What is psoriasis? | Psoriasis diagnosis | Psoriasis treatment options | Psoriasis medications | Best psoriasis medications | Side effects of psoriasis | Psoriasis home remedies | FAQ | Resources
Dry, itchy skin patches that appear as rashes can be frightening to live with. You may find yourself frustrated, uncomfortable, and worried about the social implications of having a visible rash caused by psoriasis.
There can be a variety of triggers for this skin disease as well as many different treatment options. Psoriasis treatment starts with educating yourself on the condition and what can be done to make living with it easier.
This article can serve as a good starting point for understanding your psoriasis. Let’s take a look at this condition and its treatments.
What is psoriasis?
A common skin condition, with more than 3 million cases yearly in the United States, psoriasis is related to an immune system response by the body. It is a chronic skin disease that is still without a cure.
There are five types of psoriasis that are characterized by the appearance and location of the rash. According to the National Psoriasis Foundation, the five types of psoriasis are plaque, guttate, inverse, erythrodermic, and pustular psoriasis. There is also a form of arthritis that can be caused by it and is called psoriatic arthritis.
Psoriasis symptoms can vary depending on the type but the most common is a rash on the skin. There are a variety of psoriasis treatments including self-care, medications, and medical procedures.
How is psoriasis diagnosed?
Since psoriasis is caused by an immune system response, it is easiest to diagnose when the rash is occurring. While the specific symptoms will vary by the type of psoriasis you have, the most commonly occurring symptoms are red, inflamed skin covered in patches of scaly, silver-colored skin. These patches will be itchy or painful and the scaly skin may even crack and bleed. The scales can occur anywhere. Sometimes they are even found on or near the scalp. Fingernail or toenail issues can also happen as a result of psoriasis, causing discoloration, crumbling, or complete detachment from the nail bed itself.
A primary care physician or dermatological specialist can perform an examination to diagnose psoriasis. Although there are not any blood tests or other tool-based tests for diagnosing psoriasis, a biopsy on the skin may be performed. Some cases of psoriasis can resemble other skin conditions like eczema, which can cause the doctor to biopsy the skin for further examination under a microscope.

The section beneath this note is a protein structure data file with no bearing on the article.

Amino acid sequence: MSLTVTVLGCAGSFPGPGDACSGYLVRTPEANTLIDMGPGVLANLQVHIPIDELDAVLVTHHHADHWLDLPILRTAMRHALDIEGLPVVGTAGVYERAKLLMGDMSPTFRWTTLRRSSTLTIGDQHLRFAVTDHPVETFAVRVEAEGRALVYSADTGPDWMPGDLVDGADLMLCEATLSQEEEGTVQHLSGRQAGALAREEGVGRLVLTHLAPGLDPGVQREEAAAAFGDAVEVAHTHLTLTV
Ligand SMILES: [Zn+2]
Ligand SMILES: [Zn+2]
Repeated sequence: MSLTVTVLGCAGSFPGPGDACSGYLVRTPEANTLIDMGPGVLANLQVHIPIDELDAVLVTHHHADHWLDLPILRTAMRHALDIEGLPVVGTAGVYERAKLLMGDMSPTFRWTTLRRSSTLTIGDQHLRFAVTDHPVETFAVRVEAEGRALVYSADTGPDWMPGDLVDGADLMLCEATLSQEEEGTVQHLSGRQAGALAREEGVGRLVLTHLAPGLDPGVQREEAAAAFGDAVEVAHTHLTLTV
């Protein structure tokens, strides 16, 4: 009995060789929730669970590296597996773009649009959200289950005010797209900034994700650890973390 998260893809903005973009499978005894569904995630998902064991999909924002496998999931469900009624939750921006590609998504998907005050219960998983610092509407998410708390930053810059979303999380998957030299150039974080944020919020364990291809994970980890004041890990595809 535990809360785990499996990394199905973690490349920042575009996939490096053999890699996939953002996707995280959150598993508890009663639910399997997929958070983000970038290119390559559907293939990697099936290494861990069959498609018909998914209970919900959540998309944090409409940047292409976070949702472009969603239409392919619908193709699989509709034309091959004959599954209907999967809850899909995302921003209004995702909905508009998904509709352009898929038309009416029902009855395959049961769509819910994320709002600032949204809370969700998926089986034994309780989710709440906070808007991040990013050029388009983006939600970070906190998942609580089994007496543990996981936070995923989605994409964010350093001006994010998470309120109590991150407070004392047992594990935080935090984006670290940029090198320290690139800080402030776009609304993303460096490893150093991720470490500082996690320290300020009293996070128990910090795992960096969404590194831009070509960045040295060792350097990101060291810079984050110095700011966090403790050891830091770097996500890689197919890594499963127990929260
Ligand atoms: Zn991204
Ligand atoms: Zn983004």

Before the appointment with your dermatologist, you may want to look into your family’s history as one-third of people with psoriasis have a family member with the disease.
Psoriasis treatment options
Unfortunately, there is not a cure for psoriasis at this time and it is a chronic condition. The good news is there are a variety of treatments you will be able to explore. Because psoriasis is related to an immune system and skin cell response, many of the treatment options focus on those specific areas.
Medications available both by prescription or over-the-counter can help with psoriasis treatment. This includes the use of steroids, immunosuppressive drugs, and anti-inflammatory drugs. Many medications for psoriasis are in the form of topical ointments, but there are other medication forms available as well.
Medical phototherapy, called photodynamic therapy, is also an option for the treatment of psoriasis. Phototherapy will take place at home or at the doctor’s office and involves exposure to ultraviolet light.
Additionally, there are at-home or self-care based treatments as well that have become popular options for tackling psoriasis. These can include stress management and other non-pharmacological therapies. Some also find that preventative measures can help when dealing with psoriasis, such as avoiding immune system triggers like allergens or stress.
A typical treatment plan for psoriasis will be focused on decreasing inflammation, clearing the skin, and slowing the growth of excess skin cells. Different medications will help reduce the severity of symptoms, but other therapies may be used to prevent psoriasis flares from occurring in the first place. Some of the most common medications used for psoriasis are topical corticosteroids, vitamin D analogs, calcineurin inhibitors, and biologics.
One of the most common medications used for psoriasis are steroids, specifically topical corticosteroids. These are used to mimic hormone responses, which results in reduced inflammation and a suppressed immune response. There are a few different strengths and types of steroid ointments that are available as either a prescription or over-the-counter.
A popular over-the-counter steroid ointment that is used for psoriasis treatment is hydrocortisone. Commonly prescribed steroids include triamcinolone acetonide, betamethasone, and desonide. Common side effects of using topical steroids are irritation and burning or pain at the application site.
Vitamin D analogs
Vitamin D analogs are commonly prescribed for psoriasis and can help reduce scaling and inflammation of the skin. These medications are topically applied and can be used alone as an alternative to topical steroids or in combination with them.
These medications include calcitriol and calcipotriene both of which are synthetic versions of vitamin D. They are often taken once or twice daily and have been shown to be quite effective against psoriasis. Side effects are minimal; although, some may experience irritation at the application site.
Retinoids (vitamin A derivatives)
Retinoids are chemically similar to vitamin A and are usually used in combination with other treatments. Studies have shown that retinoids can help slow skin cell growth and reduce inflammation during psoriasis flare-ups.